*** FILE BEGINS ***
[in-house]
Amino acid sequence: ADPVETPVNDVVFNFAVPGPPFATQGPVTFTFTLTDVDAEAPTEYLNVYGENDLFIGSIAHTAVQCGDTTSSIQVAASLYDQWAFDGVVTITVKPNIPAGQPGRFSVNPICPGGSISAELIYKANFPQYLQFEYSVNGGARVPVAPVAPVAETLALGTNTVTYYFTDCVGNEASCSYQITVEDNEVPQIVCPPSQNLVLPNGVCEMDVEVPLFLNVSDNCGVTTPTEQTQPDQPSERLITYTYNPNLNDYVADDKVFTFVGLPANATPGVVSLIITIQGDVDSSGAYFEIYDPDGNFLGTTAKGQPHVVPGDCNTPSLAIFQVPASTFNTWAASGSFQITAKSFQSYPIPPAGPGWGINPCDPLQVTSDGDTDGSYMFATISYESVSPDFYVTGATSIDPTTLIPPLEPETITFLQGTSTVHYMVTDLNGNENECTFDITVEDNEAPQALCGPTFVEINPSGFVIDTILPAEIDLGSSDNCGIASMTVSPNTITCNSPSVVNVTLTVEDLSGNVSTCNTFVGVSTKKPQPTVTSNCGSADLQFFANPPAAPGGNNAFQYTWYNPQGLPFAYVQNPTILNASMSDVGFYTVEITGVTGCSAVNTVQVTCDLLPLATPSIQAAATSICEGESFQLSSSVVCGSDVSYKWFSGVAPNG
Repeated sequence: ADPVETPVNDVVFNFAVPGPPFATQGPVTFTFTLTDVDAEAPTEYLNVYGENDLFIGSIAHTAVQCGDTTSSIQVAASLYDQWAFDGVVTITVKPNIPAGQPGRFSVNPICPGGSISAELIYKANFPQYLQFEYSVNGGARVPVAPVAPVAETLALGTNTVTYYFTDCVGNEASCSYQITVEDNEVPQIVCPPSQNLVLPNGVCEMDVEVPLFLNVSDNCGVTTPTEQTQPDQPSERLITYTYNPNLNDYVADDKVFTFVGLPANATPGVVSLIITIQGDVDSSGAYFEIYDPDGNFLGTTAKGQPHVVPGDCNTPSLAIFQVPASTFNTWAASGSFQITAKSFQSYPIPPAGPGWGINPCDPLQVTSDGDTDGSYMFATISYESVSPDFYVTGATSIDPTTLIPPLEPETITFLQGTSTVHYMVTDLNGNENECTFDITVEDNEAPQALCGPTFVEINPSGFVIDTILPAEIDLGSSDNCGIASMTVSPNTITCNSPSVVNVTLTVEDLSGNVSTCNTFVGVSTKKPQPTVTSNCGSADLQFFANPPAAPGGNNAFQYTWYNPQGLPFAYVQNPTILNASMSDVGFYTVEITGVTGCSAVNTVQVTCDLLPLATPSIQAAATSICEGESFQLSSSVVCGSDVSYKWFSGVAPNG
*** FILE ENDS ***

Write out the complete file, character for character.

[in-house]
Amino acid sequence: ADPVETPVNDVVFNFAVPGPPFATQGPVTFTFTLTDVDAEAPTEYLNVYGENDLFIGSIAHTAVQCGDTTSSIQVAASLYDQWAFDGVVTITVKPNIPAGQPGRFSVNPICPGGSISAELIYKANFPQYLQFEYSVNGGARVPVAPVAPVAETLALGTNTVTYYFTDCVGNEASCSYQITVEDNEVPQIVCPPSQNLVLPNGVCEMDVEVPLFLNVSDNCGVTTPTEQTQPDQPSERLITYTYNPNLNDYVADDKVFTFVGLPANATPGVVSLIITIQGDVDSSGAYFEIYDPDGNFLGTTAKGQPHVVPGDCNTPSLAIFQVPASTFNTWAASGSFQITAKSFQSYPIPPAGPGWGINPCDPLQVTSDGDTDGSYMFATISYESVSPDFYVTGATSIDPTTLIPPLEPETITFLQGTSTVHYMVTDLNGNENECTFDITVEDNEAPQALCGPTFVEINPSGFVIDTILPAEIDLGSSDNCGIASMTVSPNTITCNSPSVVNVTLTVEDLSGNVSTCNTFVGVSTKKPQPTVTSNCGSADLQFFANPPAAPGGNNAFQYTWYNPQGLPFAYVQNPTILNASMSDVGFYTVEITGVTGCSAVNTVQVTCDLLPLATPSIQAAATSICEGESFQLSSSVVCGSDVSYKWFSGVAPNG
Repeated sequence: ADPVETPVNDVVFNFAVPGPPFATQGPVTFTFTLTDVDAEAPTEYLNVYGENDLFIGSIAHTAVQCGDTTSSIQVAASLYDQWAFDGVVTITVKPNIPAGQPGRFSVNPICPGGSISAELIYKANFPQYLQFEYSVNGGARVPVAPVAPVAETLALGTNTVTYYFTDCVGNEASCSYQITVEDNEVPQIVCPPSQNLVLPNGVCEMDVEVPLFLNVSDNCGVTTPTEQTQPDQPSERLITYTYNPNLNDYVADDKVFTFVGLPANATPGVVSLIITIQGDVDSSGAYFEIYDPDGNFLGTTAKGQPHVVPGDCNTPSLAIFQVPASTFNTWAASGSFQITAKSFQSYPIPPAGPGWGINPCDPLQVTSDGDTDGSYMFATISYESVSPDFYVTGATSIDPTTLIPPLEPETITFLQGTSTVHYMVTDLNGNENECTFDITVEDNEAPQALCGPTFVEINPSGFVIDTILPAEIDLGSSDNCGIASMTVSPNTITCNSPSVVNVTLTVEDLSGNVSTCNTFVGVSTKKPQPTVTSNCGSADLQFFANPPAAPGGNNAFQYTWYNPQGLPFAYVQNPTILNASMSDVGFYTVEITGVTGCSAVNTVQVTCDLLPLATPSIQAAATSICEGESFQLSSSVVCGSDVSYKWFSGVAPNG